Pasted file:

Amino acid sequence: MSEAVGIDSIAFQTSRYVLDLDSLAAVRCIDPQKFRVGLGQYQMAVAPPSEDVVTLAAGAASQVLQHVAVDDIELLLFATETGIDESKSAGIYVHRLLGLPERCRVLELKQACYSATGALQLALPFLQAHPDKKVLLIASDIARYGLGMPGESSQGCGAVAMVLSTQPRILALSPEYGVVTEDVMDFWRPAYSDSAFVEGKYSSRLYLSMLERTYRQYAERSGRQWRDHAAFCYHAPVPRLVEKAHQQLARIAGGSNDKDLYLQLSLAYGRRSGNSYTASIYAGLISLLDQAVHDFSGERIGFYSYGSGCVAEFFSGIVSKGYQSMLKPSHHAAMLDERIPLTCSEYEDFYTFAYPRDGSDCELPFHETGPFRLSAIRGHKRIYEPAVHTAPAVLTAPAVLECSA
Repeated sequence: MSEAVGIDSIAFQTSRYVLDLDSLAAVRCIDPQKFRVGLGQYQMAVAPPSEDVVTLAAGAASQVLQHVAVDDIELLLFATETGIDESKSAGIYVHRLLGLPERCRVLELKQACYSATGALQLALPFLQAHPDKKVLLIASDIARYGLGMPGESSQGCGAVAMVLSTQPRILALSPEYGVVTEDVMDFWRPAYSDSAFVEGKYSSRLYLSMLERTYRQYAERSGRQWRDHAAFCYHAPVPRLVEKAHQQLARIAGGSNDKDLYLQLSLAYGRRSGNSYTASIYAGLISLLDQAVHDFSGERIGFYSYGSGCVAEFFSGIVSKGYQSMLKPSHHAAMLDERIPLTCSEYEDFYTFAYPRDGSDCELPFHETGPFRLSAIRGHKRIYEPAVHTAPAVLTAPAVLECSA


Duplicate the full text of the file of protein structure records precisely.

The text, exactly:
Amino acid sequence: MSEAVGIDSIAFQTSRYVLDLDSLAAVRCIDPQKFRVGLGQYQMAVAPPSEDVVTLAAGAASQVLQHVAVDDIELLLFATETGIDESKSAGIYVHRLLGLPERCRVLELKQACYSATGALQLALPFLQAHPDKKVLLIASDIARYGLGMPGESSQGCGAVAMVLSTQPRILALSPEYGVVTEDVMDFWRPAYSDSAFVEGKYSSRLYLSMLERTYRQYAERSGRQWRDHAAFCYHAPVPRLVEKAHQQLARIAGGSNDKDLYLQLSLAYGRRSGNSYTASIYAGLISLLDQAVHDFSGERIGFYSYGSGCVAEFFSGIVSKGYQSMLKPSHHAAMLDERIPLTCSEYEDFYTFAYPRDGSDCELPFHETGPFRLSAIRGHKRIYEPAVHTAPAVLTAPAVLECSA
Repeated sequence: MSEAVGIDSIAFQTSRYVLDLDSLAAVRCIDPQKFRVGLGQYQMAVAPPSEDVVTLAAGAASQVLQHVAVDDIELLLFATETGIDESKSAGIYVHRLLGLPERCRVLELKQACYSATGALQLALPFLQAHPDKKVLLIASDIARYGLGMPGESSQGCGAVAMVLSTQPRILALSPEYGVVTEDVMDFWRPAYSDSAFVEGKYSSRLYLSMLERTYRQYAERSGRQWRDHAAFCYHAPVPRLVEKAHQQLARIAGGSNDKDLYLQLSLAYGRRSGNSYTASIYAGLISLLDQAVHDFSGERIGFYSYGSGCVAEFFSGIVSKGYQSMLKPSHHAAMLDERIPLTCSEYEDFYTFAYPRDGSDCELPFHETGPFRLSAIRGHKRIYEPAVHTAPAVLTAPAVLECSA